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Zitamar Week in Review and Week Ahead, 15-29 June 2024

Independent Mozambique is 49 today! It’s a public holiday in Mozambique, so we are bringing you our Weekly Review newsletter today, while we take a break from the Daily

President Nyusi at today's Independence Day commemorations in Maputo. Photo:

Happy Independence Day! Independent Mozambique is 49 today; the countdown to major celebrations next year starts now.

Since it’s a public holiday in Mozambique, we are bringing you our Weekly Review newsletter today, while we take a break from the Daily.

Last Monday’s newsletter looked at the prospects for Renamo remaining Mozambique’s major opposition party, in the face of Venâncio Mondlane’s defection to the CAD coalition. Much depended on whether Mondlane was allowed to run in the presidential election in October. Well, yesterday brought an answer to that question: Mondlane is one of four approved candidates for the election, alongside Daniel Chapo of Frelimo, Lutero Simango of MDM, and Renamo’s Ossufo Momade. Seven other candidates did not meet the criteria.

Tomorrow, the Constitutional Council will draw lots to decide the order in which the four candidates appear on the ballot paper.

Correction: This newsletter initially claimed that thus far in Mozambican elections, the Frelimo candidate has always come out on top of the ballot paper. This is not the case; we regret the error.

Otherwise, last week’s news was largely dominated by the conflict in Cabo Delgado. As we wrote on Tuesday, something of a stalemate currently prevails, with neither side apparently in a position to take the initiative. Rwanda’s military deployment looks set to continue, with the European Union apparently close to agreeing an expanded funding package for it; the Rwandans’ continued involvement is key to keeping the insurgency more or less reined in. Look out for an extended update this week from Cabo Ligado, running down the latest events in the conflict from the last month.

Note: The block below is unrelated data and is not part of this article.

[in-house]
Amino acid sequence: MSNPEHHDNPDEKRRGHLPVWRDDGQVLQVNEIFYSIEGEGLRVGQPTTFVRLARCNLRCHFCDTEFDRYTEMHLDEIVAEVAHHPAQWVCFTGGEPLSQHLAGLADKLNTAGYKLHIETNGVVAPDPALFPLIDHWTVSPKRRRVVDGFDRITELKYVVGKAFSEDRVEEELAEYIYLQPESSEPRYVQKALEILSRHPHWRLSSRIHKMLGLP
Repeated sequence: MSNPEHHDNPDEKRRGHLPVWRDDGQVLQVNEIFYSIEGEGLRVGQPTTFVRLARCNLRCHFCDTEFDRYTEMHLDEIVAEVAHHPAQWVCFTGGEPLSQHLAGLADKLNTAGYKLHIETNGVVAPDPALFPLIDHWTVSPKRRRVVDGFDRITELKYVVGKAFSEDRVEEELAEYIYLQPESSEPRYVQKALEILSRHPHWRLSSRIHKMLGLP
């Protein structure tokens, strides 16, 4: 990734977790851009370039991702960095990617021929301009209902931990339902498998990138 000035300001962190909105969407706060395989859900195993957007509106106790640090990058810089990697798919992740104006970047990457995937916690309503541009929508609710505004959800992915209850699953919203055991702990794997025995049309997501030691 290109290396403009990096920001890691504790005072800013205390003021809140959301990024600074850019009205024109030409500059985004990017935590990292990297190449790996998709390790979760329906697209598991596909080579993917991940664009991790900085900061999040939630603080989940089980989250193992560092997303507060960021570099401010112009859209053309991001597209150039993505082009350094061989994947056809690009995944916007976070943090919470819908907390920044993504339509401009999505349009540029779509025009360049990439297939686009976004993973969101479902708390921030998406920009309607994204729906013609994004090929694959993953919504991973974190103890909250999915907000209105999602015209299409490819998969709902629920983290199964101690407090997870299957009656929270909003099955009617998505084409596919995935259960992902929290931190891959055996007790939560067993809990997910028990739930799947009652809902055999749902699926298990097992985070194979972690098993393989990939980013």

The importance of Rwanda to Mozambique was reflected in the secret visit made by Daniel Chapo, Frelimo’s presidential candidate, to the Rwandan capital alongside President Filipe Nyusi, as Zitamar revealed last week. Chapo has also made well-publicised trips to neighbours Tanzania and Zimbabwe, as he prepares to be the man to lead Mozambique into its second half century as an independent nation — and to be its first president born after independence.

As ever, Zitamar News remains your indispensable guide as Mozambique transitions into a new era. Paid subscriptions start at just $12 per month; corporate packages are available at

Your support is vital to our continued operation.

Happy Independence Day!

Week in Review


Renamo is down, but not out
The opposition party is facing a threat from Venâncio Mondlane, but not extinction
All the same, rumours of Renamo’s death are still exaggerated. A great many Mozambicans still vote tribally for the same parties year after year, due in part to ethnic influences. It is therefore unlikely that Renamo is going to disappear from parliament. But it could feasibly lose seats — if, and it is a big “if”, ruling party Frelimo allows Venâncio Mondlane to run as a presidential candidate for CAD. His application has been received, but not yet approved by the electoral authorities. If he is refused, the threat from CAD to Renamo will disappear; but on the other hand, his devoted young followers could react by turning to violence.


Stalemate, not checkmate in Cabo Delgado
A successful offensive is needed if the insurgency is to be weakened